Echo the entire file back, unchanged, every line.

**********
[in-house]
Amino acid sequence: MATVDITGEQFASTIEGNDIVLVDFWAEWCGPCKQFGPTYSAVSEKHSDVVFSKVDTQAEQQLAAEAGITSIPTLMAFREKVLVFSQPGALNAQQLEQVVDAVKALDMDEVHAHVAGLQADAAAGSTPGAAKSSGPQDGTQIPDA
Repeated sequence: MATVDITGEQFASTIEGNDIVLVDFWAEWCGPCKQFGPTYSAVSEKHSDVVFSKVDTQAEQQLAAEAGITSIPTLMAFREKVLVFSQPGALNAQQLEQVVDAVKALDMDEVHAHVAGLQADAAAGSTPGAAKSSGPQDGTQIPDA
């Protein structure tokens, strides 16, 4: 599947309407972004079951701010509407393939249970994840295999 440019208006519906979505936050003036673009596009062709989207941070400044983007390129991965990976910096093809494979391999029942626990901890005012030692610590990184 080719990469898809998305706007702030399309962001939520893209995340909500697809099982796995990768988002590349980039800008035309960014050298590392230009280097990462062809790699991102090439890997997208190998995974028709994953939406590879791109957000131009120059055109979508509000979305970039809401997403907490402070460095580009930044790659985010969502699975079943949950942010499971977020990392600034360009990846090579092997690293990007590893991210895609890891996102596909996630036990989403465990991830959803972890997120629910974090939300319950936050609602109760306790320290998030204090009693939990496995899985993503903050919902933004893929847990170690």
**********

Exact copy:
[in-house]
Amino acid sequence: MATVDITGEQFASTIEGNDIVLVDFWAEWCGPCKQFGPTYSAVSEKHSDVVFSKVDTQAEQQLAAEAGITSIPTLMAFREKVLVFSQPGALNAQQLEQVVDAVKALDMDEVHAHVAGLQADAAAGSTPGAAKSSGPQDGTQIPDA
Repeated sequence: MATVDITGEQFASTIEGNDIVLVDFWAEWCGPCKQFGPTYSAVSEKHSDVVFSKVDTQAEQQLAAEAGITSIPTLMAFREKVLVFSQPGALNAQQLEQVVDAVKALDMDEVHAHVAGLQADAAAGSTPGAAKSSGPQDGTQIPDA
């Protein structure tokens, strides 16, 4: 599947309407972004079951701010509407393939249970994840295999 440019208006519906979505936050003036673009596009062709989207941070400044983007390129991965990976910096093809494979391999029942626990901890005012030692610590990184 080719990469898809998305706007702030399309962001939520893209995340909500697809099982796995990768988002590349980039800008035309960014050298590392230009280097990462062809790699991102090439890997997208190998995974028709994953939406590879791109957000131009120059055109979508509000979305970039809401997403907490402070460095580009930044790659985010969502699975079943949950942010499971977020990392600034360009990846090579092997690293990007590893991210895609890891996102596909996630036990989403465990991830959803972890997120629910974090939300319950936050609602109760306790320290998030204090009693939990496995899985993503903050919902933004893929847990170690």